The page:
The following problem comes from Stella’s Stunners: http://ohiorc.org/for/math/stella

9. Sphere Packed in Box

A spherical basketball is packed in a cubical box into which it fits exactly. What percent of the volume of the box is used up by the basketball?

The following problem comes from Stella’s Stunners: http://ohiorc.org/for/math/stella

10. Driving to Cleveland

Zach and his family were driving into Cleveland for the ball game. Zach fell asleep when they were halfway along the way. When he woke up the distance they still had to go was half as far as they went while he was asleep. For what fraction of the way did Zach catch his Z’s?

The following problem comes from Stella’s Stunners: http://ohiorc.org/for/math/stella

Bonus Question:

The Lighthouse

You are sailing your splendid yacht, the Gemini, down the Hudson River into New York Harbor. It is a sunny afternoon, with a light breeze, and everything is going well. Your crew has been scrubbing down the bulkheads, polishing the brass hardware, and oiling up the teakwood decks. Your chef has begun preparing a splendid dinner on the afterdeck for you and your guests — life is good.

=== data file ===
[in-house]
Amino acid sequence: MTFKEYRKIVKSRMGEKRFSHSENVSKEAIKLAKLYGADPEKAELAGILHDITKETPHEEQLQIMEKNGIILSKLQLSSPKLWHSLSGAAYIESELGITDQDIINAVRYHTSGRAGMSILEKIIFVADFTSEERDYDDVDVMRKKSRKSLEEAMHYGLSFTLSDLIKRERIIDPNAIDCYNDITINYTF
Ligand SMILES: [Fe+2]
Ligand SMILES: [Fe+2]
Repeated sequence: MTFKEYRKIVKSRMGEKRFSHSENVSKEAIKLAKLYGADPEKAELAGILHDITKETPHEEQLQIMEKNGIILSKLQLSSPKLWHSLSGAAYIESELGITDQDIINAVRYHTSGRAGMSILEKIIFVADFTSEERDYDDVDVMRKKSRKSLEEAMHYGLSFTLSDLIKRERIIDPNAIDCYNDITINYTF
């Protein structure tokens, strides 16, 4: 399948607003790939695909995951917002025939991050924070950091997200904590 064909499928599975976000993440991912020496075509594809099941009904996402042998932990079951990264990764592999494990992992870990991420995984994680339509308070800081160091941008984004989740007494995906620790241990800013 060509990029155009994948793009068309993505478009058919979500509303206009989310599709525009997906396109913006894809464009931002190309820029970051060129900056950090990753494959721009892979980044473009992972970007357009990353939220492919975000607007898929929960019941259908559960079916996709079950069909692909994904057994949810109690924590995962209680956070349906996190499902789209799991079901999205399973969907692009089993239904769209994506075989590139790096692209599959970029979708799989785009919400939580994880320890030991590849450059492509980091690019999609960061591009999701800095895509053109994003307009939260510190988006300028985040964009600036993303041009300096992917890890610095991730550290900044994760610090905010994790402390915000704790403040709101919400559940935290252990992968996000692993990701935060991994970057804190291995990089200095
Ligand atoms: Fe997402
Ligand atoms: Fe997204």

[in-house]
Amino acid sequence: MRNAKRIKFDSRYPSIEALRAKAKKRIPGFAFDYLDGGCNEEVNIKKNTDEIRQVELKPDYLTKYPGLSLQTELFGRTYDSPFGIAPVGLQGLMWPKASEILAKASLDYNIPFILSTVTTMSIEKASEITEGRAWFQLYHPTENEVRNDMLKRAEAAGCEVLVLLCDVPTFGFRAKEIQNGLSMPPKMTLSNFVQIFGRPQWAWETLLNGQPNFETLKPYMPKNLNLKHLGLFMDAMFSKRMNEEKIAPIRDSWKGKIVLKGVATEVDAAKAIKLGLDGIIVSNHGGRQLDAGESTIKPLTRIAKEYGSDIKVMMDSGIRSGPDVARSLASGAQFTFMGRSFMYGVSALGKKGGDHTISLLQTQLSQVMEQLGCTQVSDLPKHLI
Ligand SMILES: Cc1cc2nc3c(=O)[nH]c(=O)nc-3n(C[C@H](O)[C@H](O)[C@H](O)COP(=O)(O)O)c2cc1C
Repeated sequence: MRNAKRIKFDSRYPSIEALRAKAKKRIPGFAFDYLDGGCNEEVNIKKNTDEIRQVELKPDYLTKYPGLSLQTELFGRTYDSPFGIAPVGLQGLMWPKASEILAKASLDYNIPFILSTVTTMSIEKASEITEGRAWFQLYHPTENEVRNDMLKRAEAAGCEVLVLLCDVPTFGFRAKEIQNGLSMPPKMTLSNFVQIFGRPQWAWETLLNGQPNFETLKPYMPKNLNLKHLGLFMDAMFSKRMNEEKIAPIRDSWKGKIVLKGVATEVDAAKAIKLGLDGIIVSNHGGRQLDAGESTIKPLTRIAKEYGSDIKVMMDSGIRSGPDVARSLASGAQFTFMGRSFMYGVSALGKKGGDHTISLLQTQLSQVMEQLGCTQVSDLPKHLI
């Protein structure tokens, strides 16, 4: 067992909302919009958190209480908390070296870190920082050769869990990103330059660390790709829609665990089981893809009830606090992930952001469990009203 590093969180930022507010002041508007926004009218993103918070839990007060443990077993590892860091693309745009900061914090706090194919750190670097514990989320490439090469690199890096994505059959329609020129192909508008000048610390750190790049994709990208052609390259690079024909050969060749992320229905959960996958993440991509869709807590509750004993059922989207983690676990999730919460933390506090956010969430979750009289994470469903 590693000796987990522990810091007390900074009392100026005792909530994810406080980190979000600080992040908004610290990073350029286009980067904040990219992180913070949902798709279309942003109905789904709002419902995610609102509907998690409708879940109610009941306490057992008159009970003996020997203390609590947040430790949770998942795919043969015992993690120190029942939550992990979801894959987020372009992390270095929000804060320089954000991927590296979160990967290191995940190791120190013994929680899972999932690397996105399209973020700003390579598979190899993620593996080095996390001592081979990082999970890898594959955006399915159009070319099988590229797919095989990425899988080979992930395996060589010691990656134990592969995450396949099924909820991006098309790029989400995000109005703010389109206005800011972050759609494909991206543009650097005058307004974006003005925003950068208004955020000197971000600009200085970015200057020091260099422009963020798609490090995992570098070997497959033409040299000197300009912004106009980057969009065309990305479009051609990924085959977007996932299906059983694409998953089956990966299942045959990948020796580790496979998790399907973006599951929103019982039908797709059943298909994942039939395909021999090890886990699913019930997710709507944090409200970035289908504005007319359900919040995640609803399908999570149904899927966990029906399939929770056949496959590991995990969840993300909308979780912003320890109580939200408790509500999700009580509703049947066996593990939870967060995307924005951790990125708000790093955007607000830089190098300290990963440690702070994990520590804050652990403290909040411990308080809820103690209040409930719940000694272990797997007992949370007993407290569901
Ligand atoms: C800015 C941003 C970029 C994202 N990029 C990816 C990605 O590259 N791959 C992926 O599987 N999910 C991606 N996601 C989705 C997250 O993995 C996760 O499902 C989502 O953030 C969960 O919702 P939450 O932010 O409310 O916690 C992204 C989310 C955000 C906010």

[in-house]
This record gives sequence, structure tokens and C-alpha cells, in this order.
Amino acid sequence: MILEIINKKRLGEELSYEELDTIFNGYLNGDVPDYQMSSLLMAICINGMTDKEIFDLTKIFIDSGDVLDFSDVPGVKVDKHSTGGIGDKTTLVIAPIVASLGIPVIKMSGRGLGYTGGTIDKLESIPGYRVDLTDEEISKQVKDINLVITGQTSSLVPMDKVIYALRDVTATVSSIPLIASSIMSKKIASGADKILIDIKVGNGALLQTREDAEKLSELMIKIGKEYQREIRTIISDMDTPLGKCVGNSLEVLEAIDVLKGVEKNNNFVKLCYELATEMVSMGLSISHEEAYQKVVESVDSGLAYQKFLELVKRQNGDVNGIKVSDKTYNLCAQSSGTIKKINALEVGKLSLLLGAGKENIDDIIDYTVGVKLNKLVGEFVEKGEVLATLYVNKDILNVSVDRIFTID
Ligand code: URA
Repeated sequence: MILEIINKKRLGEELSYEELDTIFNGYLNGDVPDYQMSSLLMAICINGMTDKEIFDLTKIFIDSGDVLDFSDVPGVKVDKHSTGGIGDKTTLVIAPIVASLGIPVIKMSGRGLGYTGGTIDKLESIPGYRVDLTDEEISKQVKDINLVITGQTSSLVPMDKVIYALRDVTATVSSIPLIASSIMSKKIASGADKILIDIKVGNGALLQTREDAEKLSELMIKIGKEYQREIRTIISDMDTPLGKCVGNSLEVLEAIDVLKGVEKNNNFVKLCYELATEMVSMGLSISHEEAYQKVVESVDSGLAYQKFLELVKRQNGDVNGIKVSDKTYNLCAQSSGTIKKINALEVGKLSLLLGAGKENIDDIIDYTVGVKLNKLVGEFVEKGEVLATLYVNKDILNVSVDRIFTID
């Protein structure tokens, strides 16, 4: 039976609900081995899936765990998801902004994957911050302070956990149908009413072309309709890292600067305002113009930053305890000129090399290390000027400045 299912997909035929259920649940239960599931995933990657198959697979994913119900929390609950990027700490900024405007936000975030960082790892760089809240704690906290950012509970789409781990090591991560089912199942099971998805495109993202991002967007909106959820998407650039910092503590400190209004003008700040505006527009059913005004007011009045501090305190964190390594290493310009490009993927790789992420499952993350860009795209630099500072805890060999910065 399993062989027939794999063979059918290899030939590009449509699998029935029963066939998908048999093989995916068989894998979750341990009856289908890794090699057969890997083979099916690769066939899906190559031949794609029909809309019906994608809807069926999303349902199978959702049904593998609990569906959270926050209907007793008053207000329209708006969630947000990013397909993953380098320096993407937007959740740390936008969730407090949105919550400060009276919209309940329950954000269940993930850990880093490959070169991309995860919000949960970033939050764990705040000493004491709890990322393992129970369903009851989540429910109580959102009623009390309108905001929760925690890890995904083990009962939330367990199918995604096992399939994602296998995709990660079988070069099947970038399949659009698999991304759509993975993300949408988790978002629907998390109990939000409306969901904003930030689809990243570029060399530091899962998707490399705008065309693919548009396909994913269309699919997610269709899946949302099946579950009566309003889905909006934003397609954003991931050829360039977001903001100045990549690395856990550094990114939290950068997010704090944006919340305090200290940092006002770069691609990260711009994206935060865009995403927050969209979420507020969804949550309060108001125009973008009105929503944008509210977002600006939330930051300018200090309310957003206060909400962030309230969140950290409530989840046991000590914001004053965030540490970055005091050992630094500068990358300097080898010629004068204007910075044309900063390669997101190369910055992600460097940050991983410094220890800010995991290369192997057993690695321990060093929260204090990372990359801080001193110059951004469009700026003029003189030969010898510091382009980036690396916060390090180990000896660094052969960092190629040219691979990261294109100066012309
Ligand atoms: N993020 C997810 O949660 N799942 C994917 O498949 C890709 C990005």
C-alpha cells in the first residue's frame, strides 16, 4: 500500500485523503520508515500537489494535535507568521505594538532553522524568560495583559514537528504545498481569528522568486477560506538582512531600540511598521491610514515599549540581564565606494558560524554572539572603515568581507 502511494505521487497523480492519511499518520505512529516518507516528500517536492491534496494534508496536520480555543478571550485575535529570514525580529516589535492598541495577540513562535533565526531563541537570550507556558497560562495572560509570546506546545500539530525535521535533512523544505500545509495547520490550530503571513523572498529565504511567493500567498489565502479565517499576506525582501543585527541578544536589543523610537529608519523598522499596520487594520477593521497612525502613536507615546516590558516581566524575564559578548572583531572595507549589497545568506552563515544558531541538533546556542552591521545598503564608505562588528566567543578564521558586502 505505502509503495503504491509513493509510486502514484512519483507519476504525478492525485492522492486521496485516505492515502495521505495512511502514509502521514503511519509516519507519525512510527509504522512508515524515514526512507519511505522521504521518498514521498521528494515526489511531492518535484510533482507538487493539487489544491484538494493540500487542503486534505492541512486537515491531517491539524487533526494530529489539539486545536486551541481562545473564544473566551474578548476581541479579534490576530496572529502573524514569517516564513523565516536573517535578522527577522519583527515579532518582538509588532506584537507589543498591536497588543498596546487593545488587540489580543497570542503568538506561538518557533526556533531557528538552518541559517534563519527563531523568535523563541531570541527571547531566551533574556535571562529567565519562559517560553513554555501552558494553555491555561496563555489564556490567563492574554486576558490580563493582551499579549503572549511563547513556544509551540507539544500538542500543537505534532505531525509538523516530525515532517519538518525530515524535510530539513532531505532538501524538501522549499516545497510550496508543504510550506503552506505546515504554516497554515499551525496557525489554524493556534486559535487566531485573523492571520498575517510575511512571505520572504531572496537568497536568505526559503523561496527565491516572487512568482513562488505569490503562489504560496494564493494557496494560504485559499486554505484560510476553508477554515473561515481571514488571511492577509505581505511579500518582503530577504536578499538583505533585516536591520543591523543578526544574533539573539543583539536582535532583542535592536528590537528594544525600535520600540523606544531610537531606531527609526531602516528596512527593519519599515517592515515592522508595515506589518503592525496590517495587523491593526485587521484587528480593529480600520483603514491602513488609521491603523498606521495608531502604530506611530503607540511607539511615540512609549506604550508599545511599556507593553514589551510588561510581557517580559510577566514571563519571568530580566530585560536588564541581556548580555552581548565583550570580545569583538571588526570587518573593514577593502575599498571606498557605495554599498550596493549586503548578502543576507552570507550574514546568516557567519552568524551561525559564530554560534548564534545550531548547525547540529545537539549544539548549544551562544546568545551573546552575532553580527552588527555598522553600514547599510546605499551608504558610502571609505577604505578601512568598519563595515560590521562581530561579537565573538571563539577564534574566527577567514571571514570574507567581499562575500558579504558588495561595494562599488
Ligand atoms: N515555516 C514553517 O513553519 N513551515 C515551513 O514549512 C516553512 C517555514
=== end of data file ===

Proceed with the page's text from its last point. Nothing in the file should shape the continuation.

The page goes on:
You are approaching the great gray George Washington Bridge, which spans the Hudson from Manhattan Island to New Jersey. Beneath the bridge, on the Manhattan side, is a famous little red lighthouse. You take a sighting of the lighthouse and observe that it is 15 degrees to port. You proceed for two minutes at your stately rate of 5 knots, and you observe that the lighthouse is now 29 degrees to port. How close will you come to the lighthouse as you pass under the bridge? (Data: 1 knot is approximately 6076 feet per hour.)

This “rich task” comes from http://nrich.maths.org/

Diminishing Returns

Take a look at the image below:http://nrich.maths.org/content/id/6700/sevensq.png